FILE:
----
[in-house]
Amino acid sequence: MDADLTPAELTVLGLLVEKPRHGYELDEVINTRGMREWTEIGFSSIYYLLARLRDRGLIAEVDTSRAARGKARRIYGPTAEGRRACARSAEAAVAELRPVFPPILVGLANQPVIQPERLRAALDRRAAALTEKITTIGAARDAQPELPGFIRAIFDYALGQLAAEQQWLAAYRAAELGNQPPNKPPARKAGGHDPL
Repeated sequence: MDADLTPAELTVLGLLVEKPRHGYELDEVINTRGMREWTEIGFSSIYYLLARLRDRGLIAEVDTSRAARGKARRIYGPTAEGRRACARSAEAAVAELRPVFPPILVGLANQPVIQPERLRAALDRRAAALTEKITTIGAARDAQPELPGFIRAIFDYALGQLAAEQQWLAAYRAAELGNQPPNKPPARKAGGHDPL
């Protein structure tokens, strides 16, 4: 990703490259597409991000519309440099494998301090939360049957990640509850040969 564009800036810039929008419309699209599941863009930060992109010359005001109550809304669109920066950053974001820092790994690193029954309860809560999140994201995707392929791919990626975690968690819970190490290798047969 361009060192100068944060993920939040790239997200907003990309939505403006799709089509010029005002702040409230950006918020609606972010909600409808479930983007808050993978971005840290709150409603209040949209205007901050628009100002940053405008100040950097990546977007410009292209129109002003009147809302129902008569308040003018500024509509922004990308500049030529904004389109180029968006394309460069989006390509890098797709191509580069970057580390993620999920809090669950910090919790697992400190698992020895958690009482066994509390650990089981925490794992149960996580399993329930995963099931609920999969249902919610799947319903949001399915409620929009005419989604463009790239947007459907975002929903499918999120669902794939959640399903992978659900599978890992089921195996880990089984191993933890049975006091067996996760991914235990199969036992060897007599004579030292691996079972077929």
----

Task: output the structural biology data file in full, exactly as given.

[in-house]
Amino acid sequence: MDADLTPAELTVLGLLVEKPRHGYELDEVINTRGMREWTEIGFSSIYYLLARLRDRGLIAEVDTSRAARGKARRIYGPTAEGRRACARSAEAAVAELRPVFPPILVGLANQPVIQPERLRAALDRRAAALTEKITTIGAARDAQPELPGFIRAIFDYALGQLAAEQQWLAAYRAAELGNQPPNKPPARKAGGHDPL
Repeated sequence: MDADLTPAELTVLGLLVEKPRHGYELDEVINTRGMREWTEIGFSSIYYLLARLRDRGLIAEVDTSRAARGKARRIYGPTAEGRRACARSAEAAVAELRPVFPPILVGLANQPVIQPERLRAALDRRAAALTEKITTIGAARDAQPELPGFIRAIFDYALGQLAAEQQWLAAYRAAELGNQPPNKPPARKAGGHDPL
């Protein structure tokens, strides 16, 4: 990703490259597409991000519309440099494998301090939360049957990640509850040969 564009800036810039929008419309699209599941863009930060992109010359005001109550809304669109920066950053974001820092790994690193029954309860809560999140994201995707392929791919990626975690968690819970190490290798047969 361009060192100068944060993920939040790239997200907003990309939505403006799709089509010029005002702040409230950006918020609606972010909600409808479930983007808050993978971005840290709150409603209040949209205007901050628009100002940053405008100040950097990546977007410009292209129109002003009147809302129902008569308040003018500024509509922004990308500049030529904004389109180029968006394309460069989006390509890098797709191509580069970057580390993620999920809090669950910090919790697992400190698992020895958690009482066994509390650990089981925490794992149960996580399993329930995963099931609920999969249902919610799947319903949001399915409620929009005419989604463009790239947007459907975002929903499918999120669902794939959640399903992978659900599978890992089921195996880990089984191993933890049975006091067996996760991914235990199969036992060897007599004579030292691996079972077929």